The Pacific Beach Hotel in Waikiki is about one-third of the way through an 18-month, $115 million redevelopment, and some of the new features are starting to take shape.
Most notably, all 839 rooms and suites have been fully updated and remodeled in a modern fashion by design firm Rockwell Group. The changes include new 55-inch TVs, Keurig coffee makers, custom furnishings featuring wood and stone, and blue and green accent tones. The hotel is also working with architectural firms WATG and Pacific Asia Design Group on the redevelopment.
All 839 rooms and suites have been fully updated with 55-inch TVs, Keurig coffee makers and custom furnishings featuring wood and stone.
"When looking for the right firms to work with there were two important facets," said Rob Robinson, the resort's general manager. "One, they had to have an outstanding portfolio of high end projects, and, two, they had to have some experience in the local market. For a project executed in Hawaii you need to have some knowledge and familiarity of the stylistic and cultural aspects of the local area."
The Pacific Beach Hotel, one of the largest hotels in Oahu, first opened in 1969 and has only seen minor upgrades since. In 2012, when Highgate Hotels bought the property, the company envisioned a remodel of the hotel, and the project finally kicked off this summer.
The redevelopment, scheduled to be completed in fall 2017, will touch on every aspect of the property, from rooms and amenities to dining and the name of the resort.
Now the property is preparing for work on the pool area. The reimagined pool deck will feature a new saltwater infinity pool and pool bar overlooking the shoreline, a children's pool, tiered day beds, and exclusive cabanas nested above a new shallow water pool.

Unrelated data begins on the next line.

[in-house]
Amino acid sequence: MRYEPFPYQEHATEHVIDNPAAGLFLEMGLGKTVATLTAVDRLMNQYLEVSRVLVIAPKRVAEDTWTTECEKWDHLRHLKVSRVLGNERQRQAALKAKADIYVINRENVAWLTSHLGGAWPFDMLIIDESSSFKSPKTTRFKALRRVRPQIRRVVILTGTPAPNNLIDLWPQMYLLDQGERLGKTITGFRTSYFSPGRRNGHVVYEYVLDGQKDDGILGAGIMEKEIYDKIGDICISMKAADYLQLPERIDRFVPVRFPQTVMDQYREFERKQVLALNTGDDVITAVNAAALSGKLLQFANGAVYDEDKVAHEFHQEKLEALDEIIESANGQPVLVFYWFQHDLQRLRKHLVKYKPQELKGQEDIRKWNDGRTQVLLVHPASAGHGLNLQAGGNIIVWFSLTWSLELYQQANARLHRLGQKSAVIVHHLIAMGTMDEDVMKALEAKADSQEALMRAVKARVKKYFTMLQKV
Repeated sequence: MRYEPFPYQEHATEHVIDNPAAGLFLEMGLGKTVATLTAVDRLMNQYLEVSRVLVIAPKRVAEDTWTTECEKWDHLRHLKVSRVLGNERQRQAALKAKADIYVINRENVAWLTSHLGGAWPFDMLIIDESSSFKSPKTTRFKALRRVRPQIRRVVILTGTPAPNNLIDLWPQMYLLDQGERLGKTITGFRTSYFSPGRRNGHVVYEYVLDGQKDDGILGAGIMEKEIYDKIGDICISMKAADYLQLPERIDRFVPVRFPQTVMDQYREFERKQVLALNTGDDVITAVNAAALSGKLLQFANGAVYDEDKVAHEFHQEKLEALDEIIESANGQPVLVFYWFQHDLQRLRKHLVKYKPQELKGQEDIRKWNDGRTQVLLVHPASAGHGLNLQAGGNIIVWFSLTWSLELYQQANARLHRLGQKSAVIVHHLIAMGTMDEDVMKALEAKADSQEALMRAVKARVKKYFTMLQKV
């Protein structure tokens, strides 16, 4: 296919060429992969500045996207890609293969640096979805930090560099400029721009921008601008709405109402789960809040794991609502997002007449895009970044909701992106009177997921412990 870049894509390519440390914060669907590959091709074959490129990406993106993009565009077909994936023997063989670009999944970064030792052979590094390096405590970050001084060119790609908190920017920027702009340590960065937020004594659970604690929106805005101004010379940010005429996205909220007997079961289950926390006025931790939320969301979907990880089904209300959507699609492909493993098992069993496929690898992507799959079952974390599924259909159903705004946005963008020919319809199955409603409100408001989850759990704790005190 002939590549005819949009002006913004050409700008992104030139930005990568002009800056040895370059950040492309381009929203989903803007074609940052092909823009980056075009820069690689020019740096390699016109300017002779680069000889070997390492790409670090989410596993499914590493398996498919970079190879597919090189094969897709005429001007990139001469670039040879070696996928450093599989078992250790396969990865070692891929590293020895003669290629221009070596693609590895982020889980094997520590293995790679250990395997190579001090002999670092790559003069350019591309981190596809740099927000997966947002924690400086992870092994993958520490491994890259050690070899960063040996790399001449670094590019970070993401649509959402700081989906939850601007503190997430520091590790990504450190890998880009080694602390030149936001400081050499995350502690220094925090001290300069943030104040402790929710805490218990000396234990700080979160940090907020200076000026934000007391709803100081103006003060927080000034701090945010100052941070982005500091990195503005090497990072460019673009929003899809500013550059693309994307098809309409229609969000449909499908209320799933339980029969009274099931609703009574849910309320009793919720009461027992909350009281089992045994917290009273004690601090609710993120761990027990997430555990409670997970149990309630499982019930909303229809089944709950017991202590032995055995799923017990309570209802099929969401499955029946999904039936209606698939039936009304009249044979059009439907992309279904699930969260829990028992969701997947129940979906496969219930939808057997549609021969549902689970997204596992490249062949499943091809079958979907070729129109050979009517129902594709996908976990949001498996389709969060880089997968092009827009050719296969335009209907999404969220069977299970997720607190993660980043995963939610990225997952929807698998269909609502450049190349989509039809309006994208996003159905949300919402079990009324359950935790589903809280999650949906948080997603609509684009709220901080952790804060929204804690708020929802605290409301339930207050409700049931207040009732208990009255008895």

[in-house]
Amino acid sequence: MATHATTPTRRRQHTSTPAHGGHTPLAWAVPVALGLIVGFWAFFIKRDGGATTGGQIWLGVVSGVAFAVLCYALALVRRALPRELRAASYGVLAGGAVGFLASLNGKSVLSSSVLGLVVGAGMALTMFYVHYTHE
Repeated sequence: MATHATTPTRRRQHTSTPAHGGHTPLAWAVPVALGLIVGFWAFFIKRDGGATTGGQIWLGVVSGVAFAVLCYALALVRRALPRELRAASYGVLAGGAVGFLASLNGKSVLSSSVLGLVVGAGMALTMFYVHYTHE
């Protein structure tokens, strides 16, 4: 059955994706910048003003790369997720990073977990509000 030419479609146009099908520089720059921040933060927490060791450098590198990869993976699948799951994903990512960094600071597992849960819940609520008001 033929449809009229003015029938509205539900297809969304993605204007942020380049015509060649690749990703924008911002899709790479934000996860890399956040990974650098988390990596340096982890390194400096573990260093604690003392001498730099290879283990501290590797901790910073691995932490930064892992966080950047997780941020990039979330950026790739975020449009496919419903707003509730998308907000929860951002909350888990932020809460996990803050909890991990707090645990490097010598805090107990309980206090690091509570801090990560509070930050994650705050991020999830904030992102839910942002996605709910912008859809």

"We are really excited about the beautiful new pool deck," Rob Robinson, the resort's general manager, said. "We believe it gives us a key repositioning in the Waikiki market and offers a competitive advantage."
One thing staying is the three-story, 280,000 gallon saltwater aquarium that has been a centerpiece of the hotel since its opening. It has a well that pulls in seawater straight from Waikiki beach. The aquarium is getting an update however, and will exclusively feature native species of sea life and replicas of the coral found off the shores of Oahu. The hotel also plans to incorporate the aquarium into new programming, such as educational presentations.
When the redevelopment is completed, the higher quality of service and amenities is expected to move the property from three to to four stars, Robinson said. The property will also be renamed Alohilani Resort, a nod to the history of the site and management's intention to feature more of the local culture in the hotel's features and programming.
"The hotel will be so different than it is today, and with the scope of the changes a new name started to make a lot of sense," Robinson said.
Alohilani means "The Heavenly Brightness." and the name honors Queen Liliuokalani, Hawaii's last reigning monarch. Queen Liliuokalani's beachside cottage, which she called Kealohilani, once sat on the property, and the hotel is on land held by the Queen Liliuokalani Trust.
Bringing some celebrity-chef cachet to the dining options, the hotel will feature two new restaurants from Masaharu Morimoto. Momosan, a ramen and sake bar embellished with an outdoor beer garden and yakitori grill will be open all day. Morimoto Asia, a fusion concept featuring the Iron Chef's innovative interpretations on Chinese, Korean and Japanese dishes, will be open for dinner.
The Oceanarium Restaurant, opened in 1980, is now permanently closed, and the space is being redesigned into a business and education center, a group arrival lounge and a bar lounge that will also be home to grab-and-go breakfast.
The project is slated for completion in fall 2017, when there will be an official unveiling of the new Alohilani Resort. For more information on the redevelopment and its impact on guest services visit www.pacificbeachhotel.com/Transformation.